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In Defence of In Defence of Secrecy

That was unexpected. My hastily written blog post from two days ago, arguing that diplomacy is not Facebook, was up for less than an hour before I was asked to reprint it by a couple of newspapers. I opted for the Globe & Mail, where it became the most (un)popular article on their site, attracting over 300 comments.  Most of these were, er, negative. Delightfully negative. I mean, genuine bang-the-keyboard angry.

“Scott Gilmore sounds like an undercover spy, the kind that endangers real peace and justice workers.”

“Gilmore, you are full of it.”

“Mr. Gilmore’s arguments are really tired.”

“What a disgusting, self-serving apologist. You, sir, should be ashamed of yourself.”

“What a freakin’ fairy tale.”

“This is a shameful piece of apologia”

“Absolute nonsense.”

“If you can’t handle free speech and democracy, go live in Myanmar or North Korea.”

I’m almost positive this one is from my Mom:

“Scott. Did you notice that all your efforts didn’t make a bit of difference in that part of the world? You spent that part of your life wasting it in a futile effort to no appreciable difference.”

To be honest, this all put a bounce in my step.  Take from this what you will, but when something I’ve written angers the mob to this extent, I feel that was labour well paid.  (In fact, I’ve even inserted several of those quotes into my stock bio.) However, there were some more thoughtful points raised, and I’d like to respond to a few of them. If you’d rather see the moving/talking version, watch this:

A disgusting, self-serving apologist speaks

People didn’t know about the human rights abuses in Timor because diplomats kept them secret. Wikileaks would have changed that.

Not true. People did know. Ask the folks at ETAN or the protesters who were pepper-sprayed at the APEC summits. The public interest was one of the primary reasons I was assigned to cover East Timor.

Diplomats screwed East Timor over in the 1970s, so it’s hypocritical to say you were trying to help them in the 90s. (off topic from the wikileaks, but frequent)

True. And the Portuguese screwed over East Timor in the 1500s, so it’s hyprocritical for them to send aid in 2010?

What Wikileaks helps expose is the way governments use “national interest” or “geo-politics” to decide how to pursue a human rights agenda in the international arena.

I don’t think we needed Wikileaks to expose that. It’s a Hobbesian world. Even the “white hats” in the diplomatic corps, like the Norwegians or the Dutch, pick their friends and enemies pragmatically. We all know this.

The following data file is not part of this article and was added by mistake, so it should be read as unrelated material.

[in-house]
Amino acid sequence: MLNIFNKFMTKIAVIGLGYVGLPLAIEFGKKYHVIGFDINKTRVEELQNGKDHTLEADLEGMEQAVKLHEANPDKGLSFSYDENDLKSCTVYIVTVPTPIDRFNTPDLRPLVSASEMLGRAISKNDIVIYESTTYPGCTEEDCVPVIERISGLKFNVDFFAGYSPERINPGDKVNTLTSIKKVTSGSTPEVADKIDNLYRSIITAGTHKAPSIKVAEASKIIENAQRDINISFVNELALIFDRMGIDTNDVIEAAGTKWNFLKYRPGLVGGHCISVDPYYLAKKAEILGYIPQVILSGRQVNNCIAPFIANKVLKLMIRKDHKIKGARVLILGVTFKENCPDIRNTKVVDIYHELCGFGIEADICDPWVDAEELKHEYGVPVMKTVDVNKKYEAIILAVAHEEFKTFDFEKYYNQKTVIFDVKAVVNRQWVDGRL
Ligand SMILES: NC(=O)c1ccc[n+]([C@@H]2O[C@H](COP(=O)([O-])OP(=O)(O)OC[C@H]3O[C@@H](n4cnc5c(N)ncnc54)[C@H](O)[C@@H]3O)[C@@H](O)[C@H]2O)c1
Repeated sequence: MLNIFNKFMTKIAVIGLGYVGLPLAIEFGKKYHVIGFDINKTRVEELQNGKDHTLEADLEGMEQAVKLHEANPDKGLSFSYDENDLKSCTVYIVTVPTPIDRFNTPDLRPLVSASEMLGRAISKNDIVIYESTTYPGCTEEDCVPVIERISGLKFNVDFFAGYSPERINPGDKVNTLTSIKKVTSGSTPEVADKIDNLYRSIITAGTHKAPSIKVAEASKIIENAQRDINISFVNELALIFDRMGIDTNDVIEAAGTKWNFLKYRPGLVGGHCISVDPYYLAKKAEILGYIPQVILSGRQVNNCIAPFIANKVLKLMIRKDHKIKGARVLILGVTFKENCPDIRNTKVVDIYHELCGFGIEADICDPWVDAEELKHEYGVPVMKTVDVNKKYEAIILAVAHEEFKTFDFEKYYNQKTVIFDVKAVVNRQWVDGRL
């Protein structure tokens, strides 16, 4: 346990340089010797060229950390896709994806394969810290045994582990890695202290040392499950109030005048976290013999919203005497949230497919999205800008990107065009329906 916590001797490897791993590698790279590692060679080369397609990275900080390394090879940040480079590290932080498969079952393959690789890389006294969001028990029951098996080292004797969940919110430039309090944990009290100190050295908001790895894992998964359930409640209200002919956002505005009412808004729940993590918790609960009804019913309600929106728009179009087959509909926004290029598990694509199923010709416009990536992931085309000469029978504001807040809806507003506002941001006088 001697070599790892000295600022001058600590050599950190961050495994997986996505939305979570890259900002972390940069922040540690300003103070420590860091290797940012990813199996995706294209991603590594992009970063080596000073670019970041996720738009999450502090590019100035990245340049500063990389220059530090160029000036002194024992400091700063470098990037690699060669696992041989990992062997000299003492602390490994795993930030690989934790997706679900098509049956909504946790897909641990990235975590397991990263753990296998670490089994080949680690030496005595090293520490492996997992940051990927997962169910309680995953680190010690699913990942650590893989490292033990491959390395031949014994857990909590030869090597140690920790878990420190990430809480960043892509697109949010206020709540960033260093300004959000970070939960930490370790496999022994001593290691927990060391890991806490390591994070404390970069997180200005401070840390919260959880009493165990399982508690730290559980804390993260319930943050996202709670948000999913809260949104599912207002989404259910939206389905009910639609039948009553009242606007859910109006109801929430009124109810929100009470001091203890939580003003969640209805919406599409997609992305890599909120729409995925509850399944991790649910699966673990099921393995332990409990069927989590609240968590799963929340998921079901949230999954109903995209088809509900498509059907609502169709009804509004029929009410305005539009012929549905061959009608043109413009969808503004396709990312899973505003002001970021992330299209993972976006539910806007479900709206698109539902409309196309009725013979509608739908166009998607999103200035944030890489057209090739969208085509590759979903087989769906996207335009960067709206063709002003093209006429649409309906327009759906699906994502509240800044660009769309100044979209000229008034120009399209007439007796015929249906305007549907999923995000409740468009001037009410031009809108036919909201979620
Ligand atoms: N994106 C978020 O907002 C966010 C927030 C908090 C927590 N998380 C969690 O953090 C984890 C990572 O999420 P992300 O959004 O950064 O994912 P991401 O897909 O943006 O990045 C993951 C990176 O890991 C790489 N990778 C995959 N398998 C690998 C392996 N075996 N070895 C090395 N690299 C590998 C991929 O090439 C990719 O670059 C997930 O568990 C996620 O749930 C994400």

But Wikileaks isn’t going to harm anyone because the newspapers have redacted the names of the sources.

If those cables could be stolen from the State department’s secure servers, how can it possibly be safe in the newsroom of a Spanish newspaper? If the redacted names aren’t already being read in Moscow or Beijing, they will be by the end of the week.

On  the original blog post itself, the always interesting Cynan Houghton raises some thoughtful points about the rise of Wikileaks and the decline of American soft power. I don’t have an answer to the questions he raises, but it’s worth thinking about. Over on Bill Easterly’s always formidable AidWatch site, his hackles are raised by the fact that Secretary Clinton has ordered her diplomats to collect personal data on other diplomats, in effect spying on them. His commenters do a good job refuting this, and it’s an interesting read. We’ve had some in-house discussions about how my views on Wikileaks jibe with my (and PDT’s) push for more aid transparency. In short, just because I push for more openness in one area does not mean I believe in a fundamental right to information everywhere all the time.

But to sum up, after spending two days discussing this issue on TV and on the radio I’ve reduced my thesis to the following points.

  1. This wikileaks dump is not whistle-blowing. It is not revealing any crimes or atrocities like other leaks did. It is simply vandalism on an industrial scale. Specifically, it is hurting two groups of people. First, it is hurting diplomats, the folks who prefer to “jaw jaw instead of war war”, the ones who argued against the invasion of Iraq, if you remember. Second, it is hurting the often brave people who talk to diplomats. The human rights activist, the opposition figure, the sympathetic bureaucrat. There will be direct consequences for these people. They will be arrested and worse.
  2. Diplomacy is not Facebook. It is willfully naive to think that we can negotiate with, pressure, influence, or understand foreign governments if we posted our every thought in public for the world to see. Human nature itself explains why this is impossible. If we want our diplomats to provide frank and fearless advice to our elected officials, then they must do this in private.
  3. Absolute transparency is not to be confused with accountability. Your diplomats are already being held accountable. By political assemblies composed of citizens like you, elected by you. By judges and courts and legislation. Wikileaks? Totally unaccountable. One man self-appointed himself the guardian of this data, deciding who gets to see it. As a result, the night editor of a French newspaper is taking life and death decisions on whether a cable should be redacted or printed in full. The public should be outraged that their power to elect people to take these decisions, to hold officials accountable, has been usurped by a hacker.

Now, if you’ll excuse me, I have a bone to pick with my mother….